I pass a concert.
I love this band,
and I didn’t know
they were coming.

But I know I need rest.
I buy the dumplings
and I head to see
Lee in his park.

You see me from afar;
you see I am groomed.
I see your dark skin,
and your companions.

You ask me if I could
give you some help.
I hear you. I ask you
what you want.

You have no answer.
I say see you around.
I go and find a bench.
I sit alone and eat.

I came to consider Lee.
I eye him on his horse.
I wonder what he wanted.
You and yours walk by.

I catch you with my voice.
I have a question for you.
You ask what. You draw near.
Who was that man?

I point. What was he about?
Your first words surprise.
He was definitely not a racist.
I can’t hide the surprise.

My face betrays me.
Your friend chimes in.
He was a confederate general!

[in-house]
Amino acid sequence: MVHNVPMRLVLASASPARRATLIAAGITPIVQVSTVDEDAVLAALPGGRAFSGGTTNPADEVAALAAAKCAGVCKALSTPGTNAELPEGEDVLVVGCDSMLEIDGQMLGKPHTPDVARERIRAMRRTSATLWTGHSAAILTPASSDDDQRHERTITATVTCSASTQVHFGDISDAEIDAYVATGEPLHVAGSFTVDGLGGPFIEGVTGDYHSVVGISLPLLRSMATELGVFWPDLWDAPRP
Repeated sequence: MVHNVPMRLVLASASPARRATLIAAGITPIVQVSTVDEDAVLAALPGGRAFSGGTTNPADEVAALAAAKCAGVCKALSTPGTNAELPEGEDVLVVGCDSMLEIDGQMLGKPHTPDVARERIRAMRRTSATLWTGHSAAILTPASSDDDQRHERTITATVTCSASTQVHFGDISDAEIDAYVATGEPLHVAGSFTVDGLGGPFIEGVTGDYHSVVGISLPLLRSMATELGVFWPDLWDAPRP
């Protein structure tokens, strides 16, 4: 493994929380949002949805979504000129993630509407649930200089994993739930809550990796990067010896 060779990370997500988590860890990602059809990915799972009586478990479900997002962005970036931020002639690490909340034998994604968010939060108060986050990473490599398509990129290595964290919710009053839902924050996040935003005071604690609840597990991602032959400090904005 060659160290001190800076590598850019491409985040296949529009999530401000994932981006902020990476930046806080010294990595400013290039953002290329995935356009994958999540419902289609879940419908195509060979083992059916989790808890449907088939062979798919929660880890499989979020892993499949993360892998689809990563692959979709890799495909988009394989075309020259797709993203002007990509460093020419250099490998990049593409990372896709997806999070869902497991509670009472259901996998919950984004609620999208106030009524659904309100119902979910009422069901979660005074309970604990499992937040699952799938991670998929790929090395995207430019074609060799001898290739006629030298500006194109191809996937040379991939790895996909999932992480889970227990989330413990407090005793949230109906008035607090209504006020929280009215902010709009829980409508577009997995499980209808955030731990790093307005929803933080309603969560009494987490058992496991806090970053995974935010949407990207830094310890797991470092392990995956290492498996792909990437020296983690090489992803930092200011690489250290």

He shares your dark skin.

I ask you if you know
about New Orleans.
You tell me you’ve
been to New Orleans.

I tell you they’ve been
taking down statues
like this one down there.
You laugh. You do.

You say they won’t
take down this one.
I ask if you’ll stop them.
Your head cranks a little.

You cheerfully say yeah.
You mumble something
about a petition.
And I laugh. I love you.

Your friend, the woman,
the white woman
with the short hair,
is looking at my food.

I have three dumplings left.
I ask her if she is hungry.
She says yes. I tell her
what’s left is hers.

I offer her a fresh pair
of wooden chopsticks.
She says no thank you.
She can use her fingers.

She asks for more sauce.
I give her the bag.
I let her know it’s in there.
I tell everyone thank you.

And I walk to the mall,
the mall paved with brick.
And I feel my steps beneath,
and I begin to cry.

Veiled beneath my shades
I have no other recourse.
I know am a rich man.
I gave all I could, somehow.